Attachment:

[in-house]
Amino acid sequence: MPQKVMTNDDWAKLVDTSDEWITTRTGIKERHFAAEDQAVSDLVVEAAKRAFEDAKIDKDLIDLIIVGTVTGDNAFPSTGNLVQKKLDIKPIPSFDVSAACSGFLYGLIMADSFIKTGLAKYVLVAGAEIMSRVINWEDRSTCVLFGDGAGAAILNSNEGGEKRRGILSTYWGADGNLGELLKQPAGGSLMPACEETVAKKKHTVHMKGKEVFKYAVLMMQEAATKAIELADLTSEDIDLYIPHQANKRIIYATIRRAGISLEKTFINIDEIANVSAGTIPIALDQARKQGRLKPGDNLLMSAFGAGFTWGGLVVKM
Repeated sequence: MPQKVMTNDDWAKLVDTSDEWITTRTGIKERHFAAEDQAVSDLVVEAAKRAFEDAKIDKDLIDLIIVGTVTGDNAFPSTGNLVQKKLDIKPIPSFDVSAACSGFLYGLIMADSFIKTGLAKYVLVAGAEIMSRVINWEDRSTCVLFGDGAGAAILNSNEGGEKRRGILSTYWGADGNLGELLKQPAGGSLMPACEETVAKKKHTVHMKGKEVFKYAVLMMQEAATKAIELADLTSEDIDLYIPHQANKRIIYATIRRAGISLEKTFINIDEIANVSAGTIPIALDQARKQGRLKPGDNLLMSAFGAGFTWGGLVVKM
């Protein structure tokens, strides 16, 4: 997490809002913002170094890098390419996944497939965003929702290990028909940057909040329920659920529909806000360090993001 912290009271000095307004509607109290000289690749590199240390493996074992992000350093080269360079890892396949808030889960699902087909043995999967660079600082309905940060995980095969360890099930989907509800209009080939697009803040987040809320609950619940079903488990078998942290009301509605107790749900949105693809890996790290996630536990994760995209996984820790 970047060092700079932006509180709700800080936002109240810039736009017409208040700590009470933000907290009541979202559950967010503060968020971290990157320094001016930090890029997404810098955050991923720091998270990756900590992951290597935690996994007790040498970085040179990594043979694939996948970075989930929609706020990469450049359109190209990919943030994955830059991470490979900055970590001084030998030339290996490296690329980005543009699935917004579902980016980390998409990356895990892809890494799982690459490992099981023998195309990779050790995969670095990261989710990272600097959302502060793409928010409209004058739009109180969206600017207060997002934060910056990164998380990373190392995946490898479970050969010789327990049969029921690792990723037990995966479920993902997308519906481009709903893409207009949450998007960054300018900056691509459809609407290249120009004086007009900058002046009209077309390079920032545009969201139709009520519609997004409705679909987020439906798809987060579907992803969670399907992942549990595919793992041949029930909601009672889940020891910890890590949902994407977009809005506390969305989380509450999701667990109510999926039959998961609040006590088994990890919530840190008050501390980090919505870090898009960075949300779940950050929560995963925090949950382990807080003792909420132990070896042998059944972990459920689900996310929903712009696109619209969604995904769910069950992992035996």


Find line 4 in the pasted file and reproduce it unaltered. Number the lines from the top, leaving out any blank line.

């Protein structure tokens, strides 16, 4: 997490809002913002170094890098390419996944497939965003929702290990028909940057909040329920659920529909806000360090993001 912290009271000095307004509607109290000289690749590199240390493996074992992000350093080269360079890892396949808030889960699902087909043995999967660079600082309905940060995980095969360890099930989907509800209009080939697009803040987040809320609950619940079903488990078998942290009301509605107790749900949105693809890996790290996630536990994760995209996984820790 970047060092700079932006509180709700800080936002109240810039736009017409208040700590009470933000907290009541979202559950967010503060968020971290990157320094001016930090890029997404810098955050991923720091998270990756900590992951290597935690996994007790040498970085040179990594043979694939996948970075989930929609706020990469450049359109190209990919943030994955830059991470490979900055970590001084030998030339290996490296690329980005543009699935917004579902980016980390998409990356895990892809890494799982690459490992099981023998195309990779050790995969670095990261989710990272600097959302502060793409928010409209004058739009109180969206600017207060997002934060910056990164998380990373190392995946490898479970050969010789327990049969029921690792990723037990995966479920993902997308519906481009709903893409207009949450998007960054300018900056691509459809609407290249120009004086007009900058002046009209077309390079920032545009969201139709009520519609997004409705679909987020439906798809987060579907992803969670399907992942549990595919793992041949029930909601009672889940020891910890890590949902994407977009809005506390969305989380509450999701667990109510999926039959998961609040006590088994990890919530840190008050501390980090919505870090898009960075949300779940950050929560995963925090949950382990807080003792909420132990070896042998059944972990459920689900996310929903712009696109619209969604995904769910069950992992035996």